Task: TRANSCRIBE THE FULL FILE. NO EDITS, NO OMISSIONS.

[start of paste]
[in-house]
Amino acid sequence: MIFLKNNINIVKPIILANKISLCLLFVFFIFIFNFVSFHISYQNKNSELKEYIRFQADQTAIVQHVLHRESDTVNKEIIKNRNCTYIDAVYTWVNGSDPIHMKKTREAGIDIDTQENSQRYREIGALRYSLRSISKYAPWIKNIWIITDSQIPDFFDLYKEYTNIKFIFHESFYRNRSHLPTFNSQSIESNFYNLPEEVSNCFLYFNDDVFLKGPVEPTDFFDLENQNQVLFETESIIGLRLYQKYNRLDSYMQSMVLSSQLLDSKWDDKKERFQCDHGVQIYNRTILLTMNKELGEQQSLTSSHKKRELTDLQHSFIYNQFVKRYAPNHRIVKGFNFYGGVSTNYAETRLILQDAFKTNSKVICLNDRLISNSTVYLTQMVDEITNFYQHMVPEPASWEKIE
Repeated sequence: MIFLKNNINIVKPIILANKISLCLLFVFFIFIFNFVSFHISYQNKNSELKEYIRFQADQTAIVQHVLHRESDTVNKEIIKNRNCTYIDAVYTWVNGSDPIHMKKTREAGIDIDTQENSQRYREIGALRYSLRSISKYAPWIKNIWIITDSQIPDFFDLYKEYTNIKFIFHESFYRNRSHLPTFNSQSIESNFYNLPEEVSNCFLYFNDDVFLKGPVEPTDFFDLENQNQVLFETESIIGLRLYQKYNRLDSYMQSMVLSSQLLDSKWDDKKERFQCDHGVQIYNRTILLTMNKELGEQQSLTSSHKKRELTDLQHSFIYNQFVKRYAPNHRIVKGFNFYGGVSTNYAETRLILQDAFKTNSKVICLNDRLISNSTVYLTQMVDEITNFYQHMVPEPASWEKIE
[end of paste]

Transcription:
[in-house]
Amino acid sequence: MIFLKNNINIVKPIILANKISLCLLFVFFIFIFNFVSFHISYQNKNSELKEYIRFQADQTAIVQHVLHRESDTVNKEIIKNRNCTYIDAVYTWVNGSDPIHMKKTREAGIDIDTQENSQRYREIGALRYSLRSISKYAPWIKNIWIITDSQIPDFFDLYKEYTNIKFIFHESFYRNRSHLPTFNSQSIESNFYNLPEEVSNCFLYFNDDVFLKGPVEPTDFFDLENQNQVLFETESIIGLRLYQKYNRLDSYMQSMVLSSQLLDSKWDDKKERFQCDHGVQIYNRTILLTMNKELGEQQSLTSSHKKRELTDLQHSFIYNQFVKRYAPNHRIVKGFNFYGGVSTNYAETRLILQDAFKTNSKVICLNDRLISNSTVYLTQMVDEITNFYQHMVPEPASWEKIE
Repeated sequence: MIFLKNNINIVKPIILANKISLCLLFVFFIFIFNFVSFHISYQNKNSELKEYIRFQADQTAIVQHVLHRESDTVNKEIIKNRNCTYIDAVYTWVNGSDPIHMKKTREAGIDIDTQENSQRYREIGALRYSLRSISKYAPWIKNIWIITDSQIPDFFDLYKEYTNIKFIFHESFYRNRSHLPTFNSQSIESNFYNLPEEVSNCFLYFNDDVFLKGPVEPTDFFDLENQNQVLFETESIIGLRLYQKYNRLDSYMQSMVLSSQLLDSKWDDKKERFQCDHGVQIYNRTILLTMNKELGEQQSLTSSHKKRELTDLQHSFIYNQFVKRYAPNHRIVKGFNFYGGVSTNYAETRLILQDAFKTNSKVICLNDRLISNSTVYLTQMVDEITNFYQHMVPEPASWEKIE